Luca Era Gay – Luca Once Was Gay – Povia

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There are already several bad English translations floating the web around of Povia’s “ex-gay” anthem, which stands a decent chance of winning this year’s Sanremo Festival. Before any more time goes by, I wanted to offer what strikes me (humbly enough) as a slightly more decent rendition.

What’s pretty difficult to convey in English, especially in a fast translation like this, are the terribly catchy rhymes that make the original so musically compelling. In fact, the verses are more or less spoken in a sort of “rap light” version, while the chorus is sung — accompanied by a very talented female vocalist who reminds one a bit of that wailing voice in the background of Pink Floyd’s The Dark Side of the Moon.

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“Luca Once Was Gay”
Povia

Intro:
Luca once was gay but he’s with her today. When Luca speaks, he holds his heart in his hands. Luca says: Today I am a different man.

1st Verse:
Luca says: Before I talk about the change in my sexuality, let me make one thing clear: If I believe in God, I can’t depend on human beings for my answers. Human thought is divided on this issue, so I didn’t look to psychologists, psychiatrists, clergymen, or scientists. My search took me into my own past, and when I dug down deep, I found the answers to my questions about myself.

My mother loved me—too much. Her love became obsession. Under the weight of her beliefs, her attention, I felt myself suffocating.

My father was a man who didn’t make decisions. I could never talk to him because he was always at work, though I suspected the truth was a little different. In fact, when I was twelve, my mom told him she wanted a separation. I didn’t understand what was happening, but my father said, “Yeah, that’s the right decision,” and after that he started drinking.

My Mom never had a good word to say about my Dad. She used to tell me, “Whatever you do, don’t get married.”

She was jealous of my girlfriends; it felt so unhealthy. And my identity was more confused than ever.

Chorus:
Luca once was gay but he’s with her today. When Luca speaks, he holds his heart in his hands. Luca says: Today I am a different man. (Repeat.)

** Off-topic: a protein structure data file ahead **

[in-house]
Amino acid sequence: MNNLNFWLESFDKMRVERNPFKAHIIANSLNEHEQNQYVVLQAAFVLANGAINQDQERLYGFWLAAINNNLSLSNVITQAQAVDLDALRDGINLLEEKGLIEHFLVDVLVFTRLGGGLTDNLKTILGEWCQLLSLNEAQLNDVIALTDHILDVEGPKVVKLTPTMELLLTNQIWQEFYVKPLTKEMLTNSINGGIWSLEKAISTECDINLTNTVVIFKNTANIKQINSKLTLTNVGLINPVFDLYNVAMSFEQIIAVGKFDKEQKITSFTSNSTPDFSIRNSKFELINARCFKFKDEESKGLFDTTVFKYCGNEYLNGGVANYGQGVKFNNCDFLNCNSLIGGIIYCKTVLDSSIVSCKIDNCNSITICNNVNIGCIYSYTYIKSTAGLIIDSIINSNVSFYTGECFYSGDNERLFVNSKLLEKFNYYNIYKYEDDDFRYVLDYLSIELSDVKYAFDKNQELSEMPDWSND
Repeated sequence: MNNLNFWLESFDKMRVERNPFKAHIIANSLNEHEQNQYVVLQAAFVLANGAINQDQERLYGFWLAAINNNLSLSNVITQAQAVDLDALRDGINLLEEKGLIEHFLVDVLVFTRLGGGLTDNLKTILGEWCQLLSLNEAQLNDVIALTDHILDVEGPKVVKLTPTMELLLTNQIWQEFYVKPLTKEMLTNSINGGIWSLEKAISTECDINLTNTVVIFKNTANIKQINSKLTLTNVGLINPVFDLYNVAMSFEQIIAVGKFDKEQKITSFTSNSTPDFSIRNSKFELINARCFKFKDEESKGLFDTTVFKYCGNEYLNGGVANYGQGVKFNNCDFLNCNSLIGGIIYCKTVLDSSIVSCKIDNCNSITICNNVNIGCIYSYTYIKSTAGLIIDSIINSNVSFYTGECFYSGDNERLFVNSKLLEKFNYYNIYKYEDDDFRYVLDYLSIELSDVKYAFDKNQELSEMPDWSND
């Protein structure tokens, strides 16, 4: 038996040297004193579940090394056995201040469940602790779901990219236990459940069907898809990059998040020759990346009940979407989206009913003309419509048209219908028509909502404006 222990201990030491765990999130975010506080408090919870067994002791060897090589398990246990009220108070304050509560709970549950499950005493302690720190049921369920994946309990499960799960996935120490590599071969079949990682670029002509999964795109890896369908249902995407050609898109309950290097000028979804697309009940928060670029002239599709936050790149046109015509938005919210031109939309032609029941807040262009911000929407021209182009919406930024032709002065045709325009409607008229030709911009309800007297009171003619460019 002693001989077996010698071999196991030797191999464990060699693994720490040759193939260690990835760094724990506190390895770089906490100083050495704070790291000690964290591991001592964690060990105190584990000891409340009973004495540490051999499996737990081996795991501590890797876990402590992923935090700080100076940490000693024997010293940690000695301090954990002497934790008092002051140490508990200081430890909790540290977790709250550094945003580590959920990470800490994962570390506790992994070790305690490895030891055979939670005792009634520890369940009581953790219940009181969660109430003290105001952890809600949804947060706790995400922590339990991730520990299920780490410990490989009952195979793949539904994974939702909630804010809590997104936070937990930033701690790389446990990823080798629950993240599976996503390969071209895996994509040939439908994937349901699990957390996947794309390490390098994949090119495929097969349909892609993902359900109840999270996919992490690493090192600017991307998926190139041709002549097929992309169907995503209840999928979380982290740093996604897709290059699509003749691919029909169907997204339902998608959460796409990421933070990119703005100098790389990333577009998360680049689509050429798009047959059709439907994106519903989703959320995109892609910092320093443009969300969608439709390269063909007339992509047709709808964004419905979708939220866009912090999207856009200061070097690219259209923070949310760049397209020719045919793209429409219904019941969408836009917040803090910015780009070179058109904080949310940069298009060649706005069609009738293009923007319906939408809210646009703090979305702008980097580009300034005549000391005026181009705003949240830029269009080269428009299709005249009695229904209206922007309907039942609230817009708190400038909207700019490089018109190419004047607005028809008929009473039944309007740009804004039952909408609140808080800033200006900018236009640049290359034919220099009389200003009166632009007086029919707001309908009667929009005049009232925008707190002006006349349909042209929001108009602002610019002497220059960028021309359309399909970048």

2nd Verse:
Today I’m a different man, but back then I needed answers. I was so ashamed, I did my looking in secret. There were people who told me, “It’s natural,” but I studied Freud and he didn’t see it that way. I got through high school, still not knowing what happiness was. An older man made my heart race and that’s when I realized I was homosexual.

With him, I didn’t hold back. He showered me with attention, and I thought it was love. Sure, I could be myself, but then the sex became a competition.

I felt like I was the guilty one. I figured they’d catch him sooner or later, but I could make the truth disappear so he wouldn’t get in trouble.

I was looking for my father in all those men. I went with them because I didn’t want to betray my mother.

Chorus:
Luca once was gay but he’s with her today. When Luca speaks, he holds his heart in his hands. Luca says: Today I am a different man. (Repeat.)

Finale:
Luca says: I was with a man for four years. Sometimes there was love and sometimes only deception. We cheated on each other constantly.

I was still searching for my truth, for the kind of love that would last forever. Then one night I met her at a party. She was just there with a lot of other people. She had nothing to do with what I was going through, but she listened, she laid me bare, she understood. All I remember is: the next day, I missed her.

So that’s my story—my personal story. No sickness, no recovery.

Dad, I’ve forgiven you, even though you went away and never came back.

Mom, I think about you all the time, and I’ve never stopped caring. Sometimes I still see your face, but I’m a father now, and my heart belongs to the only woman I’ve ever truly loved.

Chorus:
Luca once was gay but he’s with her today. When Luca speaks, he holds his heart in his hands. Luca says: Today I am a different man. (Repeat.)

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Posted on 19 February 2009, in Italy, Italian, Italians (in that order), You Can Always Count on a Little Homophobia and tagged , , . Bookmark the permalink. 3 Comments.

  1. >grazie per la traduzione, e’ davvero bella e molto fedele anche, bravissimo! saluti dalla Polonia

  2. >Thanks for the translation!From a non-italian speaker

  3. >What an old-fashioned, prosaic, dilusional song. The content is as antiquated as the style of music. I am surprised that anyone would get behind it. What a bunch of nonsense.

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